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A-4 with ZAP.png
ZAP rocket pods on an A-4 Skyhawk
Type Air-to-surface rocket
Place of origin United States
Service history
Used by United States Navy
Production history
Designed 1967-1970
Manufacturer Martin Marietta
Weight 170 pounds (77 kg)
Length 8 feet 9.5 inches (2.680 m)
Diameter 6 inches (150 mm)

Warhead Flechette

Engine Thiokol Mk 67
Wingspan 14 inches (360 mm)
Propellant Solid fuel
Speed Mach 3
A-4 Skyhawk

The AGR-14 ZAP was an air-to-surface unguided rocket developed by the United States Navy in the late 1960s. Intended for use in the suppression of enemy air defenses role, the rocket reached the flight-testing stage before being cancelled.

Design and development[edit | edit source]

A requirement for a new type of unguided rocket, to be used to suppress enemy anti-aircraft artillery batteries, was identified by the United States Navy in 1966. Given the name HART, (which stands for Hypervelocity Aircraft Rocket, Tactical), the new rocket was intended to replace the FFAR and Zuni rockets that were then in service.[1]

HART was intended to be a high-acceleration, high-velocity rocket for launch from aircraft. The increased speed of the rocket as opposed to those then in service – intended to reach or exceed Mach 3[2] – was intended to remove the possibility that a high-speed aircraft might overtake its own weapons after launch, as well as improving the rocket's accuracy through providing a flatter trajectory, and reduction in its flight time.[1] Six inches (152 mm) in diameter,[3] HART would be powered by a solid-fueled rocket, and would use flechette anti-personnel warheads to provide the greatest possible effect against the intended targets.[1]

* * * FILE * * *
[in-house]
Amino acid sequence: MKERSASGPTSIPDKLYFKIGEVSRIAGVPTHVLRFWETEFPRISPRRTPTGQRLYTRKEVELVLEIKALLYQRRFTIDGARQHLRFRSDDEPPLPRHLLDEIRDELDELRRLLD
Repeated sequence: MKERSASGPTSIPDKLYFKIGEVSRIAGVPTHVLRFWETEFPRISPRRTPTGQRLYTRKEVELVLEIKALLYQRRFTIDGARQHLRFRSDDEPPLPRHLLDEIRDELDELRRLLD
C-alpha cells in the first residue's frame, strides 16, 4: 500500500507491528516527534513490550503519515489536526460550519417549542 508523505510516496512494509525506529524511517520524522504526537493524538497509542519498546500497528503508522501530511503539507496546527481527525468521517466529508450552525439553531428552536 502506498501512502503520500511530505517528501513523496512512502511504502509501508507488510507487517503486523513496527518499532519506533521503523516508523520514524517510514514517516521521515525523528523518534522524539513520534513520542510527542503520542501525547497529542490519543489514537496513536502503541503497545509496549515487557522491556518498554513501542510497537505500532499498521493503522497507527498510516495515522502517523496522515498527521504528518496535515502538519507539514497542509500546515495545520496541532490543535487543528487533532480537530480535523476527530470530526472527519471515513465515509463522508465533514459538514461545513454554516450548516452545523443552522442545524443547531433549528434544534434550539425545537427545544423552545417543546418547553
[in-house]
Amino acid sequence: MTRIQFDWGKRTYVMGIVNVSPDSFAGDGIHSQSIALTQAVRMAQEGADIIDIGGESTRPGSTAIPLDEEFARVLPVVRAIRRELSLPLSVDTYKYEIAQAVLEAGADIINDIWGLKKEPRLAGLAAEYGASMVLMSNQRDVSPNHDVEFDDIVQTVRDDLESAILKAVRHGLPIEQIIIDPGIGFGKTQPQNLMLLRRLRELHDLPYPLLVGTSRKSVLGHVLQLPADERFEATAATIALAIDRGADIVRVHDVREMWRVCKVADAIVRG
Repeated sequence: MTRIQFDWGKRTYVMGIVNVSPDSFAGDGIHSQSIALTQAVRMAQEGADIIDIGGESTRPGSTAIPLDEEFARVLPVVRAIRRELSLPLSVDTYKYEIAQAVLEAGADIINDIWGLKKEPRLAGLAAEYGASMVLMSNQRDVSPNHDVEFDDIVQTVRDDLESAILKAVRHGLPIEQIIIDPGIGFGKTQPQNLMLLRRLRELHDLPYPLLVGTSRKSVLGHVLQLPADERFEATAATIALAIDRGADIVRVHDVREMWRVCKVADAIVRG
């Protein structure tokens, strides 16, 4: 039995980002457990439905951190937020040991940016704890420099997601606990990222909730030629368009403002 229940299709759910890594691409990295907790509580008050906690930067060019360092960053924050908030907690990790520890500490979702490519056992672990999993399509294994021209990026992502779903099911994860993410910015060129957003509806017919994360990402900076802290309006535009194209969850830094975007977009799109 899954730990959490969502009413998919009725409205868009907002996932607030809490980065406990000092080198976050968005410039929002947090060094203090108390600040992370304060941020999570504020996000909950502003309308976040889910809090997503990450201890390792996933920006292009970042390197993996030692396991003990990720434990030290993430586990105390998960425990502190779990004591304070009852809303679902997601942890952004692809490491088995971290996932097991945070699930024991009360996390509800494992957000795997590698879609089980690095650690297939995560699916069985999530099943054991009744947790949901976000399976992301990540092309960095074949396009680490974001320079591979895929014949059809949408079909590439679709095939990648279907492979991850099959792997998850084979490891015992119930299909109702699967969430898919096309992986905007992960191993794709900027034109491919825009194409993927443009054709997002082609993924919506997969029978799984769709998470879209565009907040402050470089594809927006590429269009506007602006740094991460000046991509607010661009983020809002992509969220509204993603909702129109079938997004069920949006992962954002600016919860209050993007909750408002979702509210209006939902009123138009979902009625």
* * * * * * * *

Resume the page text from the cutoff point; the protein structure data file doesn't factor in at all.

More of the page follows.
Development and cancellation[edit | edit source]

In 1967, a contract for the development of HART was given to the Martin Marietta corporation, based in Orlando, Florida; the rocket received the official designation of AGR-14 ZAP, for "Zero Anti-Aircraft Potential",[3] at this time.[1] Initial test firings of the XAGR-14A prototypes were conducted in late 1969, with the Douglas A-4 Skyhawk being used as a launch aircraft.[1] Despite the rocket being tested successfully, the project was cancelled shortly thereafter, and ZAP failed to reach operational service.[1]

References[edit | edit source]

Notes[edit | edit source]

  1. 1.0 1.1 1.2 1.3 1.4 1.5 Parsch 2002
  2. Goebel 2010
  3. 3.0 3.1 Morison and Rowe 1975, p.218.

Bibliography[edit | edit source]

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